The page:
“It was the best of times, it was the worst of times, it was the age of wisdom, it was the age of foolishness, it was the epoch of belief, it was the epoch of incredulity, it was the season of light, it was the season of darkness, it was the spring of hope, it was the winter of despair.”
Life as we know it has ground to a halt. This is the staycation from hell that no one planned or wanted.
I taught those words from Charles Dickens’s A Tale of Two Cities many times to students in my high school English classes in the late 60s and early 70s. Dickens was describing the French Revolution and contrasting conditions in England and France at the time. Like our era, the one he described was a time of vast social inequality between the rich and the poor, of great suffering and in the midst of great wealth. The image of Madame Defarge constantly knitting a secret registry of those whom the revolution wanted to execute feels a bit like Trump metaphorically knitting an enemies list.
Of course, we are living through an unprecedented (in our lifetimes) pandemic. Staying at home, social distancing, being unable to see our children and grandchildren, performing a risk analysis for every venture out of the house, feeling fearful about any physical ailments, encountering empty stores, both literally and on Amazon, having every aspect of our normal lives disrupted – definitely the worst of times. So many events that seemed very important have vanished. Weddings and trips-of-a-lifetime have been postponed. Funerals have been downsized. Daily life has been disrupted by school closings, as my children attempt to help their children keep up with e-learning while also working from home.
Our granddaughter turned fourteen on March 16. Her sleepover party was canceled. The performance she was to attend as her gift from her parents also canceled. Her dance studio shut down, taking away the thing that she loves to do most of all. Most likely, there will be no big year-end recital or middle school graduation. This is just the scenario for one of my grandkids. All of them are struggling to adjust to the total disruption of their lives. My granddaughter with disabilities who lives in a residential special school is now in lockdown. No more visits from the family for the immediate future. So hard.
Friends and relatives who live in senior living facilities are also in lock downs. No visitors allowed and no leaving the building. In some cases, they are confined to their apartments with meals brought to them. People I know who live alone are really alone, without actual physical contact with family, friends, and neighbors. At least I am shut in with my husband and we can make our own choices about the risk of leaving our home to buy food, medicine, and necessities. Speaking of those things, people have hoarded far more food, toilet paper, hand sanitizer, Lysol, bleach, medicine, etc. than they need. There is a survivalist mentality out there as folks buy too much, leaving others without the basics they need, and as they guard their stash religiously with metaphorical if not real guns.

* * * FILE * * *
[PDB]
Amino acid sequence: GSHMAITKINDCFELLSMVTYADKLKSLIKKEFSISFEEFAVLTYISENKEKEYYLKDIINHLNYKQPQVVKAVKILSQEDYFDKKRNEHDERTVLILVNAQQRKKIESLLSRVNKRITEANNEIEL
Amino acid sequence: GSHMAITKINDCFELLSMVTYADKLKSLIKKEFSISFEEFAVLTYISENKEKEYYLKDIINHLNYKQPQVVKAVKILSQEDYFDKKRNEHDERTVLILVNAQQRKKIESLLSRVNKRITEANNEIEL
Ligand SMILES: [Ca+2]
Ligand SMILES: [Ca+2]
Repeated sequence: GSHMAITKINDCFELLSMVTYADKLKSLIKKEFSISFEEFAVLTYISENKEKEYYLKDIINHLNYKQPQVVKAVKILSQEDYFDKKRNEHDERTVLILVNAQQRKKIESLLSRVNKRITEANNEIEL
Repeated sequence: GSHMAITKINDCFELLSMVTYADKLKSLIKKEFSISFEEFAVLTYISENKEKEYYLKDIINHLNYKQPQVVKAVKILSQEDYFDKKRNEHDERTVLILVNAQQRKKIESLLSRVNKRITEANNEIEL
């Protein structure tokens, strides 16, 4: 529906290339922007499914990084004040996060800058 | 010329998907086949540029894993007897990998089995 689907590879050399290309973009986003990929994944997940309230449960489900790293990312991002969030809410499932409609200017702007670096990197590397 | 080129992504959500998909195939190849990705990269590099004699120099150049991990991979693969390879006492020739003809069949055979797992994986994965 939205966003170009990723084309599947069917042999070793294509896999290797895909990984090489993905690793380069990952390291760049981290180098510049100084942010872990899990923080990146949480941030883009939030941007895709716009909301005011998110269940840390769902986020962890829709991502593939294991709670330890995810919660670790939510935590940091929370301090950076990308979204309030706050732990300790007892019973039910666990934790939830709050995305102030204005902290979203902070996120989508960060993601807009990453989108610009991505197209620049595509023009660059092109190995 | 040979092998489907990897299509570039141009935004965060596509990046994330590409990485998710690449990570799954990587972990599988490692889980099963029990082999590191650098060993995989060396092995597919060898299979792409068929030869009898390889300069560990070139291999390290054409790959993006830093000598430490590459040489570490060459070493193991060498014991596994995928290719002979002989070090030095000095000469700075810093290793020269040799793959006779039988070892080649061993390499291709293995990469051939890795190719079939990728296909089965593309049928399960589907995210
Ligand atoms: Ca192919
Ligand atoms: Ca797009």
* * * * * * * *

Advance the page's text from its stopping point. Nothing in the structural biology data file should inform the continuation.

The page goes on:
So, where on earth are the best of times? They include those who are generous, who share with those in need, who offer to shop for high-risk people who are told to #stayhome, or to help people struggling with how to home school their children. The independent grocery near me that instituted senior shopping hours from 6:00 to 8:00 am. The greater contact we are having virtually with our grandkids, who now have the time to FaceTime us or call us for help with their e-learning.
Strangely, while we are physically observing social distancing, my friends are calling rather than texting. My husband and I have had long conversations with our siblings and friends. Life feels a bit like it did before iPhones and social media. A close friend reminded me of our long and rambling conversations back in the 80s when we were making dinner for our kids. Phones in those days were attached to the wall, and both of us had kitchen phones with enormous cords that became stretched out by our efforts to supervise our children while also staving off the loneliness of being home with young kids by talking to each other. My husband and I are catching up with people who are/were important to us that we simply didn’t have time to call. Now, we have plenty of time.
On a personal level, while we had to take the house we were trying to sell off the market after one week of no showings, we have the time to go though things ourselves. My original plan of hiring someone to help me sift through 45 years of stuff to prepare for our move to a condo is no longer viable. This is definitely DIY time. And while we worry about our future finances if we can’t sell our house because no one wants to walk through or buy a house these days, we are also enjoying reliving our memories and rediscovering so many interesting things we have accumulated over the 51 years of our marriage. We are also discovering what really matters. Manicures and haircuts don’t, although I don’t relish going grey because my beauty shop is closed. Shopping for more stuff doesn’t seem that important. We are reading more, talking more, sharing tasks better, taking short walks outside away from others when the weather permits.
Yes, on the whole, the coronavirus crisis is the worst of times. We are unprepared. The news is terrifying. People will get sick, and a good number of them will die. Life as we know it has ground to a halt. This is the staycation from hell that no one planned or wanted. But it has given us the gift of time to slow down our lives, discover what really matters, and reach out to others. The long phone cord that connected us 40 years ago is metaphorically back. Be careful out there and reach out in whatever way you can to those you love.,
Boomer. Educator. Advocate. Eclectic topics: grandkids, special needs, values, aging, loss, & whatever. Author: Terribly Strange and Wonderfully Real.